Preparing your child for their return to nursery – and a new normal
- Mums Tips
- Published on Wednesday, 02 September 2020 22:16
- Last Updated on 02 September 2020
- 0 Comments
Being a parent is great fun but also full of challenges and anxieties. The rise of social media and easy access to everyone’s opinion cannot help as it’s difficult to extract fact from opinion. Never was this more alive than during the COVID-19 pandemic and lockdown. It was compounded by the Government guidance continually changing as they discovered new information.
We have about two million families in England with children aged under five, and nearly 87% of them use some form of formal childcare. What did they say about their lockdown. It is a mixed picture. Some families loved the experience of lockdown and had a ball, others didn’t do so well. For some parents’ lockdown started fine but, as the weeks ran into months, pressure soon mounted and they began to burnout. Parents working from home with small children found it very stressful and said they were exhausted and used the “screen” as a babysitter more than normally to try and get some work done. There were tussles as to the parent roster? Who did more of the childcare? Whose job could be done at night? Whose Zoom call was more pressing? Double demands if you were a single parent.
Interestingly, the Early Years Alliance conducted a survey with over 2,000 parents and reported:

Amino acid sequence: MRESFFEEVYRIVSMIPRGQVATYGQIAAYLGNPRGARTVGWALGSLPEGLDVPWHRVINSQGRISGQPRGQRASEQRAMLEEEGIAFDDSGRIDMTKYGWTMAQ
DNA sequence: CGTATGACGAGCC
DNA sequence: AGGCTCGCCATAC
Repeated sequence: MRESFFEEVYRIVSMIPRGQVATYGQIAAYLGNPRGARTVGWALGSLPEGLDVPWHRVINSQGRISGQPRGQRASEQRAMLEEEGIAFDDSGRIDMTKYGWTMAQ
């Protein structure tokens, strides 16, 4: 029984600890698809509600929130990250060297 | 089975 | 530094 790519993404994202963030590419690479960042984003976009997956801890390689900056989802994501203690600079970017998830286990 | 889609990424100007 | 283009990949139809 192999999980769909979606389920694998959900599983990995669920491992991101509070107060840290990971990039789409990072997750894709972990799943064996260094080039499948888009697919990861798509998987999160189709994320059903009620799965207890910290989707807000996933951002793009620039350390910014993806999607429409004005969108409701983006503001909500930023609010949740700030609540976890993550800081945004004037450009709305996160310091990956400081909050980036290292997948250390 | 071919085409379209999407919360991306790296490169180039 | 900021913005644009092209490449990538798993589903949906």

- 49% of respondents said the Government hasn’t done enough to support parents to access the childcare they need during the pandemic.
- A third (34%) say difficulties accessing childcare since the easing of lockdown has had a negative impact on their work life, rising to nearly half (48%) of parents living in the most deprived local authority areas.
- Over a quarter (27%) said difficulties accessing childcare since the easing of lockdown has had a negative impact on their mental health, rising to over a third (36%) of parents living in the most deprived local authorities’ areas.
- 1 in 10 (10%) have not been able to access formal childcare at all since the easing of lockdown despite wanting to do so.
Many parents were surprised by how much their children missed their friends. While they engaged in home learning activities and Zoom play dates, it did not satisfy their children’s need to be with their friends.
Some parents were so terrified they did not leave their homes and their children demonstrated high levels of separation anxiety as a result. People think that children who find it difficult to part from their parent are simply reflecting a very close relationship. It’s not! Children who have strong and secure relationships with parents can separate confidently.
“He just ran off and played”
“She didn’t seem to notice as I tried to say goodbye”
“They didn’t mind going in and left me at the door feeling a bit bereft”.
In general, pat yourself on the back, you have done a great job.
So, now September looms, furlough will soon stop and it’s crunch time for employers and employees. The economic situation and rising unemployment is making the choice for some families but for others it is safely returning to work and nursery.